This illustration is place above centre of the page vertically separating 6 columns of verse.  It depicts one seated central figure with two eagles on each side, on a red background.
AKM30, Kay Kavus airborne

© The Aga Khan Museum

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Kay Kavus airborne
Folio from a dispersed copy of Firdausi’s Shahnameh (Book of Kings)
  • Accession Number:AKM30
  • Place:Iran, Shiraz
  • Dimensions:36.4 x 30.4 cm
  • Date:741 AH / 1341
  • Materials and Technique:Ink, coloured pigments and gold on paper
  • The Shahnameh (Book of Kings), an epic poem completed in the early 11th century by Firdausi (c.935­–1020), recounts the story of Iran through the reigns of 50 kings who ruled from before the dawn of time through the mid-7th century AD. Most of these monarchs were wise and endowed with farr or divine glory. Others—such as the legendary king Kay Kavus, who ruled for 150 years—were filled with hubris and favoured their own interests ahead of the prosperity and security of their kingdom. Kay Kavus’s reign was marked with many royal misadventures, including an attempt to conquer the neighbouring country of Mazandaran that resulted in his capture by a troop of demons. Kay Kavus also fell prey to malevolent and perfidious influences. AKM30 (folio 46 recto) from a dispersed copy of the Shahnameh completed in 1341 presents such an episode.


    See AKM28 for an introduction to the 1341 Shahnameh

Further Reading


Disguised as a comely young man, a demon caught Kay Kavus’ attention by offering him a bouquet of flowers during a hunting excursion. The demon then persuaded Kavus that one way to insure his perpetual glory would be to rise up to the heavens and thereby learn the secrets of the heavenly sphere—something that no other monarch had ever achieved. Realizing that such a feat would require wings, Kavus ordered his men to rob eagles’ nests and to rear the squabs, or baby eagles, on poultry and meat. When the eagles had grown large and strong, Kavus ordered a throne with a lance at each of its four corners to be built of wood and gold. Meat was suspended from these lances and four eagles were lashed onto the structure. Then Kay Kavus sat on the throne, and as the eagles grew hungry and flew toward the suspended meat, the throne was lifted off the ground. It continued to rise as the hungry birds beat their wings desperate to reach food. Finally, the birds’ strength waned, and they tumbled back to earth, where the throne came to rest in a thicket. Miraculously, Kay Kavus was unscathed in the fall. He was immediately filled with humiliation and regret for his foolishness.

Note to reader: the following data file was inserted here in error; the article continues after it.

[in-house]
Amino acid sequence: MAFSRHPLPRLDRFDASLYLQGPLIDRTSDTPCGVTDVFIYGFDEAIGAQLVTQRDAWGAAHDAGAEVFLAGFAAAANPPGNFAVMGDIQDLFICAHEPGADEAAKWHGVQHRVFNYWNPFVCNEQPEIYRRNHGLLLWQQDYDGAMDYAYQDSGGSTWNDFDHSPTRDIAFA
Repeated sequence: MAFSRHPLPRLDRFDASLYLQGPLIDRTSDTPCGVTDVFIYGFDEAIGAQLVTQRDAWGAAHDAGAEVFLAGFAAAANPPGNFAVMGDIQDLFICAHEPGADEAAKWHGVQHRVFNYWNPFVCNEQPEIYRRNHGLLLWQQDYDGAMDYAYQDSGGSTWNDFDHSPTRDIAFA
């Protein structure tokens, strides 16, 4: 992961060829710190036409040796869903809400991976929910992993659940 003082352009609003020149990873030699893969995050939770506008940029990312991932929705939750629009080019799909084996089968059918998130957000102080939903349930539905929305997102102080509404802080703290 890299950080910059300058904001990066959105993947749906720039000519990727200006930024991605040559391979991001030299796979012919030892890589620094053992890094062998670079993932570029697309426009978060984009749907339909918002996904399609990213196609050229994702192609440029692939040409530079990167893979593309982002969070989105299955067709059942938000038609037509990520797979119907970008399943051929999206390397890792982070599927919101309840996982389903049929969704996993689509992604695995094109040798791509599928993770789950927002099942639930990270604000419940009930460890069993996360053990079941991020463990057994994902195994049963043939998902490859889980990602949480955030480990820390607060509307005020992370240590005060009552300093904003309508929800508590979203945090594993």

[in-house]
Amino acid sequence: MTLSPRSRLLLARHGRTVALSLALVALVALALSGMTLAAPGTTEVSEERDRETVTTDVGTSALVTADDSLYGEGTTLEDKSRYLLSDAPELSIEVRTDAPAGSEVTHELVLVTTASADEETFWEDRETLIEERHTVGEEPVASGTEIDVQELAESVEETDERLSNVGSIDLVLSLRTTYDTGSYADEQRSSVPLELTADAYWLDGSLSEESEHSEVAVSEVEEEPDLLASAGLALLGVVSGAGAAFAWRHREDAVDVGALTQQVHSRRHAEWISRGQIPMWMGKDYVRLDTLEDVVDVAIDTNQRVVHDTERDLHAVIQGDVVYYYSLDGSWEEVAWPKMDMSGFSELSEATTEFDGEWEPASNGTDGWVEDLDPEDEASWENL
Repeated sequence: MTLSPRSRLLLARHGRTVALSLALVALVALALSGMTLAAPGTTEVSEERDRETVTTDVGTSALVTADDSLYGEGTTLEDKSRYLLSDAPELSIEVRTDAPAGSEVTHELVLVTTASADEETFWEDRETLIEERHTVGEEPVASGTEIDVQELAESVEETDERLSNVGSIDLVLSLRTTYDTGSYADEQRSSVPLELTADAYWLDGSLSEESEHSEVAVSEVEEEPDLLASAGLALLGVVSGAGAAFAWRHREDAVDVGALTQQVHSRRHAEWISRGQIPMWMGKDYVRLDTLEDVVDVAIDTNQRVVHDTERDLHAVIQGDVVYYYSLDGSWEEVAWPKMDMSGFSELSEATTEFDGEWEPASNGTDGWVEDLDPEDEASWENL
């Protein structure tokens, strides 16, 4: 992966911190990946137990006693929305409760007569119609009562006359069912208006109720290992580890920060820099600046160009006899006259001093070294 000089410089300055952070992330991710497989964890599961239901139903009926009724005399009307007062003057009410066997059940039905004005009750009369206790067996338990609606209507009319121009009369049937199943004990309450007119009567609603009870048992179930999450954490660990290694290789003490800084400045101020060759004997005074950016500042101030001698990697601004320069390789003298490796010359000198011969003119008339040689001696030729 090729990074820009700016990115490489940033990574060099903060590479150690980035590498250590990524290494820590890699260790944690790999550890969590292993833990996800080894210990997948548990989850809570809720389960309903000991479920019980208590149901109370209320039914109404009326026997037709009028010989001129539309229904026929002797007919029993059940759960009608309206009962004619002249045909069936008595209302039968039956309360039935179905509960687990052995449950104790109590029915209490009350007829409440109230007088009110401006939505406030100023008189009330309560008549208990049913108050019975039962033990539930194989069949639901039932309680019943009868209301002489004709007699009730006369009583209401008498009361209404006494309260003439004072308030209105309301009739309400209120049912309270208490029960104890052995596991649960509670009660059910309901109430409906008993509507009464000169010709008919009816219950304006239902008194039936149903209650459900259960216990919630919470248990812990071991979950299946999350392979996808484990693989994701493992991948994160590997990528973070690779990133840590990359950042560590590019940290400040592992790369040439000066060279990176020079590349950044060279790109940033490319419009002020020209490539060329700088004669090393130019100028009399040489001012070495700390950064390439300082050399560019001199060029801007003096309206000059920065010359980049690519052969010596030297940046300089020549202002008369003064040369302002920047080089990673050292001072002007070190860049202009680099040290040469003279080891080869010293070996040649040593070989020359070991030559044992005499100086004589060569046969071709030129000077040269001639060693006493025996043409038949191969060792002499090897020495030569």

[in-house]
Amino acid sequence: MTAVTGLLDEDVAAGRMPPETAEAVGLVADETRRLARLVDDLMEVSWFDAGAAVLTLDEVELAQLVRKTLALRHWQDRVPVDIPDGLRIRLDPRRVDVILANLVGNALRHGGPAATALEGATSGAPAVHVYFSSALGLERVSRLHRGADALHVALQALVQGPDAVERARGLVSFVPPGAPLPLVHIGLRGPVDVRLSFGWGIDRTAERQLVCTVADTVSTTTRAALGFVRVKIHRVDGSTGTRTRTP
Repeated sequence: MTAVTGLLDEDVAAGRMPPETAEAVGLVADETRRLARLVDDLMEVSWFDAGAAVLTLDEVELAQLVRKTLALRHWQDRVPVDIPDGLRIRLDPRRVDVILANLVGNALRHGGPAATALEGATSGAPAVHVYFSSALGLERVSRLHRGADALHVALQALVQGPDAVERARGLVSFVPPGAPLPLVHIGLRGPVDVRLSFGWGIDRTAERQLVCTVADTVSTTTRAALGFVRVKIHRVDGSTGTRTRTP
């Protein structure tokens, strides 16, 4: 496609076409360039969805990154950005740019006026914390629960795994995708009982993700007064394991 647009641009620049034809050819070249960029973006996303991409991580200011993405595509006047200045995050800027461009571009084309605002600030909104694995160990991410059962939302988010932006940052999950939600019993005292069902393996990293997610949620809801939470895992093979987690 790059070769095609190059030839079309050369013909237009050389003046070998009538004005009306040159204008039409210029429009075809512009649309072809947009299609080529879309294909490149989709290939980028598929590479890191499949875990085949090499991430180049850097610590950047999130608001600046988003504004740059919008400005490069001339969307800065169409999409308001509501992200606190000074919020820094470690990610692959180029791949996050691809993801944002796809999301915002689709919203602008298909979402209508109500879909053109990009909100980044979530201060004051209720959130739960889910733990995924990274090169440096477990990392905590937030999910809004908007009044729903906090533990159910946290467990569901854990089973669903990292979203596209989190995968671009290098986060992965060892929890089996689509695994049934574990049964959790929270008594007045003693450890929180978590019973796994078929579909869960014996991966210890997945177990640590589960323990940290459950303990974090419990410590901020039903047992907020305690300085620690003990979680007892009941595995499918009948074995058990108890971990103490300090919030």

The illustration to this extraordinary episode in AKM30 (folio 46 recto) from the 1341 Shahnameh has become abraded over the centuries. Nonetheless, it is still possible to make out the youthful Kay Kavus in the centre, crowned and seated in what looks like the basket of a hot-air balloon. The king raises his right arm and index finger to point up at the semi-circular rings above, which represent the golden sun, the blue sky, and the twinkling stars. The four large eagles fly out in horizontal formation from the basket’s sides, pulling the throne with long, black leads.  The composition does not, however, depict the meat intended to lure the birds skyward. The anonymous artist of this scene did, however, surround the birds’ heads with what look like golden halos to set them off from the red background. He also added a strip of ochre-coloured blades of grass and sketchy plants as a groundline to indicate that Kay Kavus has not yet “flown” very high above the ground.

— Marianna Shreve Simpson

Note: This online resource is reviewed and updated on an ongoing basis. We are committed to improving this information and will revise and update knowledge about this object as it becomes available.


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